Aumar History, Family Crest & Coats of Arms

The vast movement of people that followed the Norman Conquest of England of 1066 brought the Aumar family name to the British Isles. They lived in the Norman fief of Aumale, afterwards raised to the rank of a Comte by William the Conqueror. The castle stood on the river Eu (now called the Bresle) at the point where it divides Normandy from Picardy, and had been built about the year 1000 by Guernifroi, Sire d'Aumale, who also founded the neighbouring Abbey of St. Martin d'Auchi. [1]

Early Origins of the Aumar family

The surname Aumar was first found in Yorkshire one of the first records of the family was "William, styled Le Gros, second Earl of Albemarle, was one of the greatest potentates of his day, and commanded in chief at the famous victory of Northallerton in 1138. " [1]

Early History of the Aumar family

This web page shows only a small excerpt of our Aumar research. Another 98 words (7 lines of text) covering the years 100 and 1000 are included under the topic Early Aumar History in all our PDF Extended History products and printed products wherever possible.

Aumar Spelling Variations

A multitude of spelling variations characterize Norman surnames. Many variations occurred because Old and Middle English lacked any definite spelling rules. The introduction of Norman French to England also had a pronounced effect, as did the court languages of Latin and French. Therefore, one person was often referred to by several different spellings in a single lifetime. The various spellings include Aubemarle, Aubemale, Aubemare, Aumale, d'Aumale, Aumarle, Aumare, Aubemall, Aubemal, Aumerle, Aumall and many more.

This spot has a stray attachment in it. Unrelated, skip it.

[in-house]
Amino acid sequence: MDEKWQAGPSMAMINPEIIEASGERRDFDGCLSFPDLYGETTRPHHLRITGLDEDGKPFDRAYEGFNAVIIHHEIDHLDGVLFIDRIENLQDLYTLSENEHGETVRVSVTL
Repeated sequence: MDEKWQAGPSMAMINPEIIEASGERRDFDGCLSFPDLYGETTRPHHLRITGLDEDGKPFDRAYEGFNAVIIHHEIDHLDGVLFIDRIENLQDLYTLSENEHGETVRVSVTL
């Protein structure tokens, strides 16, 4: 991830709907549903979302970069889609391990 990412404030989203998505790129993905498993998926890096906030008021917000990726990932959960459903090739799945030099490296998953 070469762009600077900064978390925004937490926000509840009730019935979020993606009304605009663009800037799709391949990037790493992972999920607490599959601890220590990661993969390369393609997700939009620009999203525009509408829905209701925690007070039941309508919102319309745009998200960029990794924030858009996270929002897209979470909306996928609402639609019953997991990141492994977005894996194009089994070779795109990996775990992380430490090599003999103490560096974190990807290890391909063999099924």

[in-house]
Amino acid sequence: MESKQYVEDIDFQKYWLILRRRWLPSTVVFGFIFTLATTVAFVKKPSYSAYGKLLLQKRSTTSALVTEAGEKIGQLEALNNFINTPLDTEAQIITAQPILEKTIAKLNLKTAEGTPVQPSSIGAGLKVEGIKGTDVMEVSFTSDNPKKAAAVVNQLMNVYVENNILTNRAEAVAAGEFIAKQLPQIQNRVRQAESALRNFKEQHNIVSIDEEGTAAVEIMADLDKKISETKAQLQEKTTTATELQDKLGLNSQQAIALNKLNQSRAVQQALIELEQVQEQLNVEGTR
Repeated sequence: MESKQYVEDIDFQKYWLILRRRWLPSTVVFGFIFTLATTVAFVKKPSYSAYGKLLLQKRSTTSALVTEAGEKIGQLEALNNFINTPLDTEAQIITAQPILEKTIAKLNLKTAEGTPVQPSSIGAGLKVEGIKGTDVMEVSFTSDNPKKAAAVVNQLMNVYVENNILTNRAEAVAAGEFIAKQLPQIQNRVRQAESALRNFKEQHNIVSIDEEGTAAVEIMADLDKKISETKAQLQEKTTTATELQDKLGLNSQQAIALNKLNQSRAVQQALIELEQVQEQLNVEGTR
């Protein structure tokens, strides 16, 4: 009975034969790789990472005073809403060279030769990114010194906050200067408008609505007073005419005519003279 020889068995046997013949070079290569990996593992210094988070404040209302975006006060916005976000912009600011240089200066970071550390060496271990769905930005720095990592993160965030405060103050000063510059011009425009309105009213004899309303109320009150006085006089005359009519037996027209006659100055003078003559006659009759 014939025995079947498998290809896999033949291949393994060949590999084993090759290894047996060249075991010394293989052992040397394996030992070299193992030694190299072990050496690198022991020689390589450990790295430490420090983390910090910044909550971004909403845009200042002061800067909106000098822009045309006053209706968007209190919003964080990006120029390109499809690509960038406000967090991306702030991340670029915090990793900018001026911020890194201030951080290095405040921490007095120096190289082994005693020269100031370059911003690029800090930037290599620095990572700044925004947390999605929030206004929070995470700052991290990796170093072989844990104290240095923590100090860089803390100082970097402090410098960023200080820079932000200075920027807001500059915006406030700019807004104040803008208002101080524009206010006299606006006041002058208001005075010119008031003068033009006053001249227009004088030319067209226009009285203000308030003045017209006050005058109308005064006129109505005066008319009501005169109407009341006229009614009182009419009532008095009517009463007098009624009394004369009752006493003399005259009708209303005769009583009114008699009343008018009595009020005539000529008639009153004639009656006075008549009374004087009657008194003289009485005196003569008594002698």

Early Notables of the Aumar family (pre 1700)

More information is included under the topic Early Aumar Notables in all our PDF Extended History products and printed products wherever possible.

Migration of the Aumar family

Many English families left England, to avoid the chaos of their homeland and migrated to the many British colonies abroad. Although the conditions on the ships were extremely cramped, and some travelers arrived diseased, starving, and destitute, once in the colonies, many of the families prospered and made valuable contributions to the cultures of what would become the United States and Canada. Research into the origins of individual families in North America has revealed records of the immigration of a number of people bearing the name Aumar or a variant listed above: the name represented in many forms and recorded from the mid 17th century in the great migration from Europe. Migrants settled in the eastern seaboard from Newfoundland, to Maine, to Virginia, the Carolinas, and to the islands..



  1. ^ Cleveland, Dutchess of The Battle Abbey Roll with some Account of the Norman Lineages. London: John Murray, Abermarle Street, 1889. Print. Volume 1 of 3


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